Is Payday Loan Interest Tax Deductible?

Written By Devi Kristanti on Tuesday, July 15, 2014 | 3:12 AM


One of the major concerns for payday loan borrowers is the fear of high interest rates and fees. While many people rely on these loan services to fund emergencies and/or cover recurrent bills, there appears to be a general anxiety about the cost of such services. This fear might be accentuated by the knowledge that while most of the income made from the interest on savings accounts or bonds is taxable, the interest accrued on a payday loan is not tax deductible.

A borrower might assume that the interest accrued on a paycheck advance can be written off at the end of the year, thus making the paycheck advance option more appealing. Yet, unlike other loan options, such as student loans and home loans, the interest paid on a payday advance cannot be deducted when itemizing your taxes. One stipulation exists, however, for payday advances obtained for business purposes.

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A business owner can write off the interest accrued on a payday loan if the loan was explicitly and solely used for business purposes. A business owner needs to be aware, though, that he/she must be able to prove that the loan was used to fund the business. Considering that most businesses have established relationships with credit unions and banks already, seeking a loan from said institution might be a better option than relying on a payday advance, having to pay the interest, and then having to prove that the loan was used for business purposes when the IRS comes around for an audit.

This isn't to suggest that a payday loan is necessarily a bad option for individuals or a business when in a bind. Rather, it is to inform borrowers of the reality of their loan benefits prior to tax season and to offer possible alternatives to these types of advances.

The following is a list of tax-friendly options:

*Make interest instead of paying interest. As mentioned before, savings accounts, IRAs, and bonds can accrue substantial interest. Though this interest is taxable, it is also extra income that can come in handy in a sticky financial situation. Rather than idly waiting for an emergency that might lead one to a loan lender, try to invest money every month to prepare for unexpected expenses. In the meantime, you might even make a little extra cash!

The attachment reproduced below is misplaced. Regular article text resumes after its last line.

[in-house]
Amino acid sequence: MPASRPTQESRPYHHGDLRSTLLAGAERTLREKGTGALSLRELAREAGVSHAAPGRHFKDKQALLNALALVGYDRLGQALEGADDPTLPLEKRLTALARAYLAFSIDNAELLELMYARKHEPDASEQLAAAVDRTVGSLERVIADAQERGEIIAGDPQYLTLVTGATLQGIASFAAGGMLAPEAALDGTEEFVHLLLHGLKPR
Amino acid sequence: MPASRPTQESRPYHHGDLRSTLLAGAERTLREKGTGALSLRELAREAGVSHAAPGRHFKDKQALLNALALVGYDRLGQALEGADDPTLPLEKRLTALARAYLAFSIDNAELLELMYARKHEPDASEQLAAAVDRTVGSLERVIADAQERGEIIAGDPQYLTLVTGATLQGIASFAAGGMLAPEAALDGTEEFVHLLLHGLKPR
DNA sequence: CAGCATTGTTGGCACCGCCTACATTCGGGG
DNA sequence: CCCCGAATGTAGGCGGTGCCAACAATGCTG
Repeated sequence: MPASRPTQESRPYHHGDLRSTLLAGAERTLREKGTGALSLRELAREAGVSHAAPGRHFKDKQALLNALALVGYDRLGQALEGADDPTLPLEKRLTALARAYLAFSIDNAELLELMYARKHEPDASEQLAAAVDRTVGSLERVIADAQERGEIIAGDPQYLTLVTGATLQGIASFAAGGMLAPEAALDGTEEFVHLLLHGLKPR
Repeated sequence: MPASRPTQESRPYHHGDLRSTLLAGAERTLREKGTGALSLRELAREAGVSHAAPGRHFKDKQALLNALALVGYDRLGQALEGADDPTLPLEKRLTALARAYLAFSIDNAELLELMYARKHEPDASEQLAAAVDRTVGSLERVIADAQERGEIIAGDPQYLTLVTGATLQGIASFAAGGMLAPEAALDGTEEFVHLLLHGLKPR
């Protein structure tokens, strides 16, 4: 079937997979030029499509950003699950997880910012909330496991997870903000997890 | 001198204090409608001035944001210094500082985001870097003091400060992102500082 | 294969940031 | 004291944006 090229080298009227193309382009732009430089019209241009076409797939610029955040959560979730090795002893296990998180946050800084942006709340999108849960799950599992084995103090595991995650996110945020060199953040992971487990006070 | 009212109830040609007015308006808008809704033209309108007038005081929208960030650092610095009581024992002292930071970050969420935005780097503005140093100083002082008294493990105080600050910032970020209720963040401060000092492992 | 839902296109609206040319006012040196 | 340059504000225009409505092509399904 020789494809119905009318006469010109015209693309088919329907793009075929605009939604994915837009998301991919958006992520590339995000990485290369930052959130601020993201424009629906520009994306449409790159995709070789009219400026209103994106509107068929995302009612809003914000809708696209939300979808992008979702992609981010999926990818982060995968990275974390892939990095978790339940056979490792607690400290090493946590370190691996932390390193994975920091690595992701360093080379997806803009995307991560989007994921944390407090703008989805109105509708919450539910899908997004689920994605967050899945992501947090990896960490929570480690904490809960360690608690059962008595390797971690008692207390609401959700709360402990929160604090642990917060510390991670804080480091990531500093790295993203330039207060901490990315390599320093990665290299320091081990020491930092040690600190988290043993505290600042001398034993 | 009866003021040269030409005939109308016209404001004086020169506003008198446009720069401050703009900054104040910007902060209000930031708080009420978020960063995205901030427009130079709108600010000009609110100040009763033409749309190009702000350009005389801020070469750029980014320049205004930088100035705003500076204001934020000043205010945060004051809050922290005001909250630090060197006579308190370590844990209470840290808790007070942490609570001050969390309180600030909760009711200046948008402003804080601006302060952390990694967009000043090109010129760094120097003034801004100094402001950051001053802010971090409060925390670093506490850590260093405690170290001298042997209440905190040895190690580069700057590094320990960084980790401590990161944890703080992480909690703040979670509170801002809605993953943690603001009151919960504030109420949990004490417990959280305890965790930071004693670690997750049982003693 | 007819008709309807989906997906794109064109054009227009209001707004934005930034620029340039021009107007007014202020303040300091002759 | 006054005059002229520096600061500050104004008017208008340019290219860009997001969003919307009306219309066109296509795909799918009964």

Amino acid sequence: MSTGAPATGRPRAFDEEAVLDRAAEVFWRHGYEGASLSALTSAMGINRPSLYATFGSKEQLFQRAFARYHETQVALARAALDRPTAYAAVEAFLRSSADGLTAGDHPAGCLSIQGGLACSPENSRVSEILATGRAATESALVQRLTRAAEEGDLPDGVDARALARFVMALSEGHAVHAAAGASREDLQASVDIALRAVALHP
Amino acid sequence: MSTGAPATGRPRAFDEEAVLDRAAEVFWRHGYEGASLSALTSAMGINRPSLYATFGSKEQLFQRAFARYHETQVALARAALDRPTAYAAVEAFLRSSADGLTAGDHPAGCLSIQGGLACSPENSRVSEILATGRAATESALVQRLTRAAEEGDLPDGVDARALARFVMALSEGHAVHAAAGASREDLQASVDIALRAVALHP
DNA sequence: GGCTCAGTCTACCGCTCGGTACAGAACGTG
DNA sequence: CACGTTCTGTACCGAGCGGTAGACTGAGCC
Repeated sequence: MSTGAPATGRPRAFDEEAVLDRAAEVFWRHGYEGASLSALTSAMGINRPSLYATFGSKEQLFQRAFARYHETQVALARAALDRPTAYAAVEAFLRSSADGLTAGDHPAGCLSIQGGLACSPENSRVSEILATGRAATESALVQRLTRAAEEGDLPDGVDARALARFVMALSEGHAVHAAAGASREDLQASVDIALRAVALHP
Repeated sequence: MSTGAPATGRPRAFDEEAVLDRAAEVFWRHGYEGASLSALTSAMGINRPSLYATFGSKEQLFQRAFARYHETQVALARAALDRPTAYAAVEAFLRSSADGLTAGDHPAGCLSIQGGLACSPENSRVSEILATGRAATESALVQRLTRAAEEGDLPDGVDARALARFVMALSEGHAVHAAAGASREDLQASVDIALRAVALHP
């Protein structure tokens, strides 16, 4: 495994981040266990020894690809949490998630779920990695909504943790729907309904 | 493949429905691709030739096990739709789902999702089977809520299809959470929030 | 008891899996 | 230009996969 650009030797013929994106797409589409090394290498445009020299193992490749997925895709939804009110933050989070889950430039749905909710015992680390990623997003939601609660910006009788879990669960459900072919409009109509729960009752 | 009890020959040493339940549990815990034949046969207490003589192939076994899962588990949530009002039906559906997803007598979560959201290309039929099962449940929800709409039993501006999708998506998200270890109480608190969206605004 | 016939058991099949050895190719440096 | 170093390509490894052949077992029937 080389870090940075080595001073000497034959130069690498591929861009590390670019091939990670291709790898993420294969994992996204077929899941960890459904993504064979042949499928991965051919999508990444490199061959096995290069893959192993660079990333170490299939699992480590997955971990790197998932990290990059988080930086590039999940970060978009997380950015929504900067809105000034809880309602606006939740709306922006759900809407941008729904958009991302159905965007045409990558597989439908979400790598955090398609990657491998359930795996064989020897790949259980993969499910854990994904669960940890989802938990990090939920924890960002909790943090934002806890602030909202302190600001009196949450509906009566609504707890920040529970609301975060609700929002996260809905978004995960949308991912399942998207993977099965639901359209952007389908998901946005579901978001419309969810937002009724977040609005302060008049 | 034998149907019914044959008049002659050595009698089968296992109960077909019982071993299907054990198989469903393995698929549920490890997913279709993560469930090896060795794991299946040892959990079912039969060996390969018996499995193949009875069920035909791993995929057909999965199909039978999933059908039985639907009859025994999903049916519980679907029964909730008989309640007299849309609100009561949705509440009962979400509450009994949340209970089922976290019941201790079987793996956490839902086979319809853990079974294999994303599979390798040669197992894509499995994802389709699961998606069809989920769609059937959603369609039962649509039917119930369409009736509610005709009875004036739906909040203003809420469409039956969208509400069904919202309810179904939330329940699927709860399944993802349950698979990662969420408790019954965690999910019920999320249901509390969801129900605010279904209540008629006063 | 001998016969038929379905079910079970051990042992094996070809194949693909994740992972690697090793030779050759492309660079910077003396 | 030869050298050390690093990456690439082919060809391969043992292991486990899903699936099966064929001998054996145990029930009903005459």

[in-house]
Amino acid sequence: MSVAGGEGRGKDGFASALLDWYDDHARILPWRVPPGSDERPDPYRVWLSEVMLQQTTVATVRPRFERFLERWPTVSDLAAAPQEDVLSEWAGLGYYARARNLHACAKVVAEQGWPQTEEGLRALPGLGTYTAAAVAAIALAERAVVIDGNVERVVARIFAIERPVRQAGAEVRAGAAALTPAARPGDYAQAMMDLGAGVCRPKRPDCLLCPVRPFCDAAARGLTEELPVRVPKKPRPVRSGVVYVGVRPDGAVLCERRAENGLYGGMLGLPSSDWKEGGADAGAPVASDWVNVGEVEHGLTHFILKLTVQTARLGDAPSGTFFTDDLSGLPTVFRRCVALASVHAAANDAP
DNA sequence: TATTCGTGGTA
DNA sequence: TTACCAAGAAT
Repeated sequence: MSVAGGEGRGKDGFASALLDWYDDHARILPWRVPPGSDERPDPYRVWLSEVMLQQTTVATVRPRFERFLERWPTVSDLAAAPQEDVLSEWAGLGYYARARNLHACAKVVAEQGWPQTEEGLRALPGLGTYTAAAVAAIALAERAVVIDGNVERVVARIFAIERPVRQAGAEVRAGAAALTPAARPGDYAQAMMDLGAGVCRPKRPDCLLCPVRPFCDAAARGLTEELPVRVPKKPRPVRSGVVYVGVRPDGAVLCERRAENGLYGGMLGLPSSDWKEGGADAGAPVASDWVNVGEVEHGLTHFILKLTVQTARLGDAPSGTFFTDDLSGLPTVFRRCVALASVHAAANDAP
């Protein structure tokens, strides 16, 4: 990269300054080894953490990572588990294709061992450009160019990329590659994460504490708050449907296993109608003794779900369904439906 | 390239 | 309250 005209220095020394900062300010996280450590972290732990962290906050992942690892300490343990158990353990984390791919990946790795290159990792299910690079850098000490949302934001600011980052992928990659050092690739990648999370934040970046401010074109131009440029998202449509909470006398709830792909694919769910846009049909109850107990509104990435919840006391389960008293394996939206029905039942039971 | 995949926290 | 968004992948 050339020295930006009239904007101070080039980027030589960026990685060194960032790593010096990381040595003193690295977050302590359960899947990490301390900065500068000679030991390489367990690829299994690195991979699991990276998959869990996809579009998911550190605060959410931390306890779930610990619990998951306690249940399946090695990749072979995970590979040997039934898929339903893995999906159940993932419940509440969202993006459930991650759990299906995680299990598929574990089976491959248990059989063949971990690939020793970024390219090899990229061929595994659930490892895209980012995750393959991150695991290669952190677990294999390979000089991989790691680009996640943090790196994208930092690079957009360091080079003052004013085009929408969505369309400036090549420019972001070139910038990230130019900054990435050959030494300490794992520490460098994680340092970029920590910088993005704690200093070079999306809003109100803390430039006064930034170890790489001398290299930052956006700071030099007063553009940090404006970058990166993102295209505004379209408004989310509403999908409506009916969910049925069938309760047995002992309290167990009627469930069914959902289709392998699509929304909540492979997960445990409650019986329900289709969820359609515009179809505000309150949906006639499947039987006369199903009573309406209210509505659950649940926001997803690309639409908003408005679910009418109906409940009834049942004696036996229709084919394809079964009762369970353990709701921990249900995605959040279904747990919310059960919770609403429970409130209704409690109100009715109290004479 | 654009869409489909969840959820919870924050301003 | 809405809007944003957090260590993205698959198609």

*Research refinancing options for an existing loan to attain a little extra cash. Refinancing can save a person a great deal of money because it often involves a reduction in the loan's interest rate. Additionally, some loans can be borrowed against without penalty, meaning an individual can get cash without paying extra fees and interest. This isn't the case for all loans, of course, so consult your loan holder before making any financial loan decisions.

*Consider a credit card cash advance. Admittedly, a credit card advance has the potential to accrue as much, if not more, interest as a payday loan; however, if paid back before the next payment cycle, a borrower can avoid interest altogether. Unlike with a loan, wherein interest begins to accumulate immediately, with a credit card advances a borrower can avoid interest if they can pay off the advance promptly.

Prepare yourself for tax season by seeking the best possible options financial options. If you require quick cash, consider payday advance options, but be aware of the cost of interest.


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